I am running Windows 8.1 64 bit v 8.1 6.3.9600.17415. I have an nVidia Quadro K600 graphics card. I have recently upgraded to Bridge 220.127.116.112x64 and Photoshop 19.1.3. My issue is when I view a raw file in Bridge the colours look fine but when I open it in Camera Raw the colours are horribly distorted (magentas on skin tones are revolting). However, when I then open the image in Photoshop the colours are fine again. I have turned graphic processor acceleration OFF in ACR preferences but this hasn't helped. The odd thing is that if I toggle away from ACR then back to it, the colours shift back to normal (ie the same as appears in Bridge and Photoshop). See the snip below which shows 1. the appearance the first time I open in ACR and 2. after I toggle to another program then toggle back to ACR. Can anyone help?
This is a problem with the monitor profile, and how ACR converts data to it. Just like any color managed application, ACR remaps from its source color space (linear ProPhoto) into monitor color space, using your monitor profile to do so. And this is what it sends to the video card and monitor.
IOW the source data aren't affected here, only how it's represented on screen. So it's fine when opened into Photoshop.
Are you using a dual display setup, like e.g. laptop + external monitor? It's been reported quite frequently that ACR sometimes uses the wrong profile in such a setup. It may use the profile for the main display even if the application is on the secondary.
It could still happen in a single display setup if the OS doesn't load the monitor profile correctly. Color managed applications get the monitor profile from the OS and should normally use whatever they get from the OS (apps without color management don't do any of this, they just pass the numbers straight through).
Please note, because this is often confusing people, that this has nothing to do with calibration tables that get loaded into the video card. The profile is not the same as calibration.
Anyway, I suspect this is a fairly widespread problem - but it only becomes painfully obvious if one monitor is wide gamut and the other not.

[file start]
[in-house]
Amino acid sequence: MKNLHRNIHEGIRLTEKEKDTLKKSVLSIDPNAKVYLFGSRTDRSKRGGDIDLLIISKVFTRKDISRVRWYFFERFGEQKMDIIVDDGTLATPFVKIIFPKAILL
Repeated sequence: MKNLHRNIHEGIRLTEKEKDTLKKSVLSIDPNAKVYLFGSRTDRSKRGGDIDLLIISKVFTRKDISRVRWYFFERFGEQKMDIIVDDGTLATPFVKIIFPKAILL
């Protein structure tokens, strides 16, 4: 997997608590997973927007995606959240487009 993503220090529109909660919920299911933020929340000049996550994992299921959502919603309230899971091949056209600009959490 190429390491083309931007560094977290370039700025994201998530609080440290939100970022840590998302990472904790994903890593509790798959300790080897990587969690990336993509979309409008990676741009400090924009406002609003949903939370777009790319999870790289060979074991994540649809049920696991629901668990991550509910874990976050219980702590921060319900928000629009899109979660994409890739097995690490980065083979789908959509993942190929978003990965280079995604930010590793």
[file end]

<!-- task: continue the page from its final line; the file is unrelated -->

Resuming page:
I have the same problem with a 3 monitor setup. I´ve already proofen with a fake profile (with intentionally totally wrong colors) that ACR is picking up the wrong display profile. If ACR is "living" on the primary monitor (in Windows monitor setup), it´s picking up the profile of the monitor, on which Windows is booting! In some cases this is not the monitor that you´ve set up as primary monitor in Windows.
To give an example:
I have a GTX 970, which has a Display port, 2 DVI ports and an HDMI port. It is always booting on one of the the DVI ports. You can not change this! The monitor in Windows, however, that I want to be the primary monitor (because it´s the biggest one, also has wide gamut etc.), is connected via display port. So I´ve set this up as primary monitor in Windows. I´ve also assigned the correct monitor profile in Windows´ color settings. However, ACR does not care about it. For ACR the primary monitor is the one, which the OS boots with. So it takes the wrong monitor profile. This is a big, big bug, which makes ACR totally unusable, because colors are oversaturated on screen in my case.
This did not happen in ACR 9 and earlier versions, never happened and happens in any version of Lightroom and does not happen in Photoshop. They all pick up the right profile.
Please Adobe fix this!
Yes, that seems to sum it up. This is exactly the problem.
Mind you, it doesn't necessarily have to be an Adobe bug, it could be the OS handing off the wrong profile under some circumstances. One obvious special circumstance is that ACR runs as a Photoshop plugin, not a standalone application. On the other hand, it does seem to affect Windows and MacOS equally.
This has been going on for a long time, including (IIRC) ACR 9.x. It's been several years since I first saw this popping up here in the forums.